Big ‘ethical failing’ if inaction on sustainable development continues: Jeffrey Sachs
Issued by IGES Headquarters
30 July 2015
Yokohama, Japan (30 July 2015) – There is a profound “ethical failing” if countries are unwilling to invest 4% of global GDP to implement the Sustainable Development Goals, says renowned economist and Columbia University professor Jeffrey D. Sachs, who used his visit to Yokohama to stress the need for countries in Asia to decarbonise their economies in order to stabilise the climate.
Speaking on Tuesday at the 7th International Forum for Sustainable Asia and the Pacific (ISAP2015), he told participants – which included senior government officials, academics, and development agency and NGO leaders – that “4% is a bargain”. The SDGs are estimated to cost between 3% and 4% of global GDP and, if achieved, will bring about development that is socially inclusive and environmentally sustainable.
He added that sustainable development must be at the “centre of global cooperation” and said that combating climate change is one the key SDGs. During his visit, Prof. Sachs also launched the Japan chapter of the Sustainable Development Solutions Network.
While keen to spur action, Prof. Sachs – who is also Special Adviser to the United Nations Secretary-General Ban Ki-moon on the Millennium Development Goals – said countries are still “far off track” in putting sustainable development into the “thinking, planning, and ethics of global development”.
“The world has become richer, but less sustainable,” he added. “And the failure to align economic development with environmental realities has become a worldwide dire crisis.”
Prof. Sachs emphasised the need to decarbonise the world’s energy systems by 2070 to meet the 2°C climate target. “That’s a hard challenge and that means we need very deep decarbonisation,” he said. “[But] this can be accomplished through the combination of energy efficiency, zero carbon electricity, and the electrification of our transport fleet and of our buildings.”
With overall audience participation reaching around 1,200 over two days, the Forum challenged conventional thinking about the trade-off between protecting the environment and improving human wellbeing and called for countries to decouple prosperity from environmental degradation. Participants also agreed on the need to steer infrastructure investments towards longer-term societal objectives by focusing on the needs of low-income and disadvantaged groups and respecting ecological limits.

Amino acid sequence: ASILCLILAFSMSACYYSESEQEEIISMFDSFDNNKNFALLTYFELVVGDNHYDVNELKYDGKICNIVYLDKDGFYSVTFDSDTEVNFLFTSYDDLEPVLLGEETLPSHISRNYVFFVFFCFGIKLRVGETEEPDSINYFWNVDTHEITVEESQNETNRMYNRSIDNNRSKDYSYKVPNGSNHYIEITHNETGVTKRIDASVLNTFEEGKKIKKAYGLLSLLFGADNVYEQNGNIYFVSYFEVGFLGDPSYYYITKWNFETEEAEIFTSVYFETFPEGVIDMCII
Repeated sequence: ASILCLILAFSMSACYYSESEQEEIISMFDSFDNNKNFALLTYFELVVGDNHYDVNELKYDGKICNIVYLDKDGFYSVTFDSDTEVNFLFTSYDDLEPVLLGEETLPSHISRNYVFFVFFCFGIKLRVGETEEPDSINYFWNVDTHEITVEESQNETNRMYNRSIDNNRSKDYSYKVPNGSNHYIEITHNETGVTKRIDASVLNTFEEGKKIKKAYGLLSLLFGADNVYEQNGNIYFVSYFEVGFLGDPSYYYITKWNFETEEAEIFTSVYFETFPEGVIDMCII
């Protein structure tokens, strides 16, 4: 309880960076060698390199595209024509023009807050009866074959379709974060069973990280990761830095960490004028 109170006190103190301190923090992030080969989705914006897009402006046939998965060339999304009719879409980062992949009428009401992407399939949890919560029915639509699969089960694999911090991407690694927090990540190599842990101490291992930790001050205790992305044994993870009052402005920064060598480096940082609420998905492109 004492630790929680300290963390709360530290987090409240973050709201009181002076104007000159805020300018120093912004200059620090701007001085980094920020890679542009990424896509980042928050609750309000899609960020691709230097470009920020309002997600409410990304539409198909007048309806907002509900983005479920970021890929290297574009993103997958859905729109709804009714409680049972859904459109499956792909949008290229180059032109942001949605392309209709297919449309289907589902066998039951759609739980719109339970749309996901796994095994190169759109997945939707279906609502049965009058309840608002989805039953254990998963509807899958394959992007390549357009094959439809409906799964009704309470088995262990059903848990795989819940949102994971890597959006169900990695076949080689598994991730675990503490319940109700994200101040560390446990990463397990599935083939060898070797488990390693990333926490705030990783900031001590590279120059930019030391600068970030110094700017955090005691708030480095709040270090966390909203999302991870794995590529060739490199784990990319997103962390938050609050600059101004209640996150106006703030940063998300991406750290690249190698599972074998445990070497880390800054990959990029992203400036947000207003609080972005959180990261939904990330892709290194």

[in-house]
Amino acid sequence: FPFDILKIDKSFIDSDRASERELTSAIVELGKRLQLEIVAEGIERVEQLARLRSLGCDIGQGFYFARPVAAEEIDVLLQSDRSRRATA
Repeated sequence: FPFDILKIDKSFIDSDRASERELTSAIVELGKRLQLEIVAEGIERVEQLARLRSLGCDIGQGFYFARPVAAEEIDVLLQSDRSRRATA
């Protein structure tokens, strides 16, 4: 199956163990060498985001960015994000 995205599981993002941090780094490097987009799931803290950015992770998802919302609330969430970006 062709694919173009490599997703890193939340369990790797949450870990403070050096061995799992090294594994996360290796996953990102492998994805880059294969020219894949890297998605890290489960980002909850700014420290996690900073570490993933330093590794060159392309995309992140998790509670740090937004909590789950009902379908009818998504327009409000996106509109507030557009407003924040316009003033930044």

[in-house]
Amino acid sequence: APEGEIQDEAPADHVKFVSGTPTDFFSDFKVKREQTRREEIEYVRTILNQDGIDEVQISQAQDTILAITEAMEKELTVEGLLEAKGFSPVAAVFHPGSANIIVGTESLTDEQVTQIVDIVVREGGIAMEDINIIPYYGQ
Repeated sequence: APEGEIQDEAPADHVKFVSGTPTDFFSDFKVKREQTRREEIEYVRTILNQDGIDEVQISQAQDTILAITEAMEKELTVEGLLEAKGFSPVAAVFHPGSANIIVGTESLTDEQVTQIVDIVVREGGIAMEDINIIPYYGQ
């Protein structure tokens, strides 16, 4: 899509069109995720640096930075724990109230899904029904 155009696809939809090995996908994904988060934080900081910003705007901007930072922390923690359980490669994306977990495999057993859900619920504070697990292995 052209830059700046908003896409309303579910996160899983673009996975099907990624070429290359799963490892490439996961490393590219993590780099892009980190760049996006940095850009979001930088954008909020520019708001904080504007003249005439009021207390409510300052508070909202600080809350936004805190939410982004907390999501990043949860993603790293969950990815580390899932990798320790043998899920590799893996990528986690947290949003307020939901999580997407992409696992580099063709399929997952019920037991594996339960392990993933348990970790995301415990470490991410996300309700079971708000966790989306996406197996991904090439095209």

“Decarbonisation means deep systemic change is required,” said Rintaro Tamaki, Deputy Secretary-General of the Organisation for Economic Co-operation and Development. He explained that the world’s current power generation and transportation industries are too “wired and entangled” by years of fossil fuel use and dependence.
“We need to first free ourselves from that entangled world,” Mr. Tamaki said. But while that process is difficult, he added that the accumulation of scientific knowledge, as well as technology advancement and cost reduction over time, can greatly contribute to a carbon neutral economy.
To help countries reach net zero emissions, Rae Kwon Chung, Principal Advisor on Climate Change, Executive Office of the Secretary-General, United Nations, said that agreeing on the Intended Nationally Determined Contributions under the UNFCCC is “not enough”. Carbon pricing mechanisms and fiscal reforms, although politically challenging, are necessary and will allow “countries to mobilise trillions of dollars”.
“The 100 billion dollars a year [in climate finance] would just be fractional,” Mr. Chung added. “And this [money] would not just be ODA hand-outs, but an investment [in infrastructure] for the low-carbon transformation of developing countries.”
Dr. Bindu N. Lohani, Special Advisor, Y-Port Center, City of Yokohama and IGES Distinguished Fellow, echoed the need to bring back “some form of pricing on carbon” and called for a more pragmatic and participatory approach to achieving the SDGs. “Let everybody be a part of this action, just like every country has to be a part of this [solution].”
Three broad themes that relate to governance, financing, and multi-stakeholder engagement emerged from the two-day Forum. In closing, IGES senior researchers underscored the need for more effective governance and rule of law to implement the SDGs; innovative and concrete ways to mobilise financing, including from the private sector; and greater public participation in policymaking.
To watch and listen to full video recordings of the plenary sessions, including Prof. Sachs’s keynote speech, visit: http://www.iges.or.jp/isap/2015/en/video.html
PowerPoint slides for the plenary and parallel sessions are available for download via this link: http://www.iges.or.jp/isap/2015/en/programme.html
The International Forum for Sustainable Asia and the Pacific is an annual event organised by the Institute for Global Environmental Strategies (IGES), in partnership with the United Nations University Institute for the Advanced Study of Sustainability, to promote diverse discussions on sustainable development in Asia and the Pacific.
IGES is a non-profit, research institute headquartered in Hayama, Japan with offices in Kansai, Kitakyushu and Tokyo, as well as in Bangkok, Thailand and Beijing, China. Information on IGES research, networks and events are available on the IGES website: http://www.iges.or.jp/en/